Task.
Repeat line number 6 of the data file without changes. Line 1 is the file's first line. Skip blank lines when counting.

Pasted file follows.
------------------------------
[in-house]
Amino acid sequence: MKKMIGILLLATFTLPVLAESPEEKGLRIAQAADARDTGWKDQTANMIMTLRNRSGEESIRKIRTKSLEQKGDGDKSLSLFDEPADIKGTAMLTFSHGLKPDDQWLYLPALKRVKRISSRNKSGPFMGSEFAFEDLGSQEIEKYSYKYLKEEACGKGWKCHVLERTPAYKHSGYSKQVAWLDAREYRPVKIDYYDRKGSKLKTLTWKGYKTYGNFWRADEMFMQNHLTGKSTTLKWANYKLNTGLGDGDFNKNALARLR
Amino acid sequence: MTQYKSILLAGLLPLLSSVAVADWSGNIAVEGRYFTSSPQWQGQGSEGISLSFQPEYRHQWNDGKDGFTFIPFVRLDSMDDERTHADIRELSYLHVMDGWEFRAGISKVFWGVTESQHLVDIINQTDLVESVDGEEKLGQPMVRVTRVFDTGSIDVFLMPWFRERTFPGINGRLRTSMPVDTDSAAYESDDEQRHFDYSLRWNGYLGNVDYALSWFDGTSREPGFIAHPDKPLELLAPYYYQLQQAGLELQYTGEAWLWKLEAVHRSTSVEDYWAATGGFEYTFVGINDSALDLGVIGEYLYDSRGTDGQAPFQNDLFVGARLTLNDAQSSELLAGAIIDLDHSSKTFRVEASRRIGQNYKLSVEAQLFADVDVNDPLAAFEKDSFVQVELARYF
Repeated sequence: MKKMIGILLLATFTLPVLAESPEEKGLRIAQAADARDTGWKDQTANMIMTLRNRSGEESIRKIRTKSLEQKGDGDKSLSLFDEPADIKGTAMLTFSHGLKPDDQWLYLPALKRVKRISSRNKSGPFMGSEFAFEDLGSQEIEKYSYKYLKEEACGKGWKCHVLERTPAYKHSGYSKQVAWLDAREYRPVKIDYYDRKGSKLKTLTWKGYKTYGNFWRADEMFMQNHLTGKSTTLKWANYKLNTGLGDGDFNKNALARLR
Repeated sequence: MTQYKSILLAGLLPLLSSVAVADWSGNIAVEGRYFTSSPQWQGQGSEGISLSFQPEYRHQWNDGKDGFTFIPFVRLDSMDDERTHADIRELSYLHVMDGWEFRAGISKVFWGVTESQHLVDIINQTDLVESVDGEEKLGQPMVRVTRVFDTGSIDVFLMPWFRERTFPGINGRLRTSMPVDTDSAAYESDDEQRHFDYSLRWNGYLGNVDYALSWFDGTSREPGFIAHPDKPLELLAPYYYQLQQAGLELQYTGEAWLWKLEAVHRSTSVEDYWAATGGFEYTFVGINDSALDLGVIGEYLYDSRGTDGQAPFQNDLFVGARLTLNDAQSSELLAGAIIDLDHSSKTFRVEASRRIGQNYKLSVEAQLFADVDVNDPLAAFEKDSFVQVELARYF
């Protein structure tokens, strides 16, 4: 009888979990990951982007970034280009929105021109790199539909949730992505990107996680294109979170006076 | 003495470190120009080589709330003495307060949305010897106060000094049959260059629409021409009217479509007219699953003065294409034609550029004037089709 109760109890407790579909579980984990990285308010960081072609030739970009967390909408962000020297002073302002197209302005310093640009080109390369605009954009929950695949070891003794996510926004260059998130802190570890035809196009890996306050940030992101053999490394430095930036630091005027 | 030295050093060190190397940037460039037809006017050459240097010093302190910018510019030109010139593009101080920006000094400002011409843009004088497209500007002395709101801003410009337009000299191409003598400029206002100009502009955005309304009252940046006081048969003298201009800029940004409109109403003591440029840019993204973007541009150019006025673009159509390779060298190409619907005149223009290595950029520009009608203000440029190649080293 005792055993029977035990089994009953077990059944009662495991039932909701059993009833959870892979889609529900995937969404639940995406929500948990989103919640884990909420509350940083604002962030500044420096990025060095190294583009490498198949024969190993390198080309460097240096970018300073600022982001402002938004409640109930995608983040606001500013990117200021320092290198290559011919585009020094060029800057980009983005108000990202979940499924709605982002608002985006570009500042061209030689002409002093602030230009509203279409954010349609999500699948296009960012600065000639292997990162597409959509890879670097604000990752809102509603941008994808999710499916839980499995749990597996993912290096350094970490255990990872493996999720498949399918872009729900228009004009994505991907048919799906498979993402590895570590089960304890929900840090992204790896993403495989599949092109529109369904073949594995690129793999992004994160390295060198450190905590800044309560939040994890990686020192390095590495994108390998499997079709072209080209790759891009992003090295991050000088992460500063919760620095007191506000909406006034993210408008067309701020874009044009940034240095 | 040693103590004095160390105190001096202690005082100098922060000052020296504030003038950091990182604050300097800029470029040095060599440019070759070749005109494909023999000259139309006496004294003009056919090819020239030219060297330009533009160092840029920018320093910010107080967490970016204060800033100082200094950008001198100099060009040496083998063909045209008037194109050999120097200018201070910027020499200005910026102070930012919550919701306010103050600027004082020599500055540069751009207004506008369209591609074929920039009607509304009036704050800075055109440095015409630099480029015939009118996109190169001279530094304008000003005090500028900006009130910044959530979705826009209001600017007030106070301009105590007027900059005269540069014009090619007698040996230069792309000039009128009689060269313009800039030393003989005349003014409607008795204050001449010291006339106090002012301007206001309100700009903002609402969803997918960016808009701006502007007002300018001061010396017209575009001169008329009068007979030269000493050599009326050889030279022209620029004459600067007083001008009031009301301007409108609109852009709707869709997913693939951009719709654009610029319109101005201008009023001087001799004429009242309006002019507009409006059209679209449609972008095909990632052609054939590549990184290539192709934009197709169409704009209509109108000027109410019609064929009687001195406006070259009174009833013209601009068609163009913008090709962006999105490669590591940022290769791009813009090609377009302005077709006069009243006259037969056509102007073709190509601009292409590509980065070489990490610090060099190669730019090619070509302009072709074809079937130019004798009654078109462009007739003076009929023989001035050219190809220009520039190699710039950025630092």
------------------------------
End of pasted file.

């Protein structure tokens, strides 16, 4: 009888979990990951982007970034280009929105021109790199539909949730992505990107996680294109979170006076 | 003495470190120009080589709330003495307060949305010897106060000094049959260059629409021409009217479509007219699953003065294409034609550029004037089709 109760109890407790579909579980984990990285308010960081072609030739970009967390909408962000020297002073302002197209302005310093640009080109390369605009954009929950695949070891003794996510926004260059998130802190570890035809196009890996306050940030992101053999490394430095930036630091005027 | 030295050093060190190397940037460039037809006017050459240097010093302190910018510019030109010139593009101080920006000094400002011409843009004088497209500007002395709101801003410009337009000299191409003598400029206002100009502009955005309304009252940046006081048969003298201009800029940004409109109403003591440029840019993204973007541009150019006025673009159509390779060298190409619907005149223009290595950029520009009608203000440029190649080293 005792055993029977035990089994009953077990059944009662495991039932909701059993009833959870892979889609529900995937969404639940995406929500948990989103919640884990909420509350940083604002962030500044420096990025060095190294583009490498198949024969190993390198080309460097240096970018300073600022982001402002938004409640109930995608983040606001500013990117200021320092290198290559011919585009020094060029800057980009983005108000990202979940499924709605982002608002985006570009500042061209030689002409002093602030230009509203279409954010349609999500699948296009960012600065000639292997990162597409959509890879670097604000990752809102509603941008994808999710499916839980499995749990597996993912290096350094970490255990990872493996999720498949399918872009729900228009004009994505991907048919799906498979993402590895570590089960304890929900840090992204790896993403495989599949092109529109369904073949594995690129793999992004994160390295060198450190905590800044309560939040994890990686020192390095590495994108390998499997079709072209080209790759891009992003090295991050000088992460500063919760620095007191506000909406006034993210408008067309701020874009044009940034240095 | 040693103590004095160390105190001096202690005082100098922060000052020296504030003038950091990182604050300097800029470029040095060599440019070759070749005109494909023999000259139309006496004294003009056919090819020239030219060297330009533009160092840029920018320093910010107080967490970016204060800033100082200094950008001198100099060009040496083998063909045209008037194109050999120097200018201070910027020499200005910026102070930012919550919701306010103050600027004082020599500055540069751009207004506008369209591609074929920039009607509304009036704050800075055109440095015409630099480029015939009118996109190169001279530094304008000003005090500028900006009130910044959530979705826009209001600017007030106070301009105590007027900059005269540069014009090619007698040996230069792309000039009128009689060269313009800039030393003989005349003014409607008795204050001449010291006339106090002012301007206001309100700009903002609402969803997918960016808009701006502007007002300018001061010396017209575009001169008329009068007979030269000493050599009326050889030279022209620029004459600067007083001008009031009301301007409108609109852009709707869709997913693939951009719709654009610029319109101005201008009023001087001799004429009242309006002019507009409006059209679209449609972008095909990632052609054939590549990184290539192709934009197709169409704009209509109108000027109410019609064929009687001195406006070259009174009833013209601009068609163009913008090709962006999105490669590591940022290769791009813009090609377009302005077709006069009243006259037969056509102007073709190509601009292409590509980065070489990490610090060099190669730019090619070509302009072709074809079937130019004798009654078109462009007739003076009929023989001035050219190809220009520039190699710039950025630092």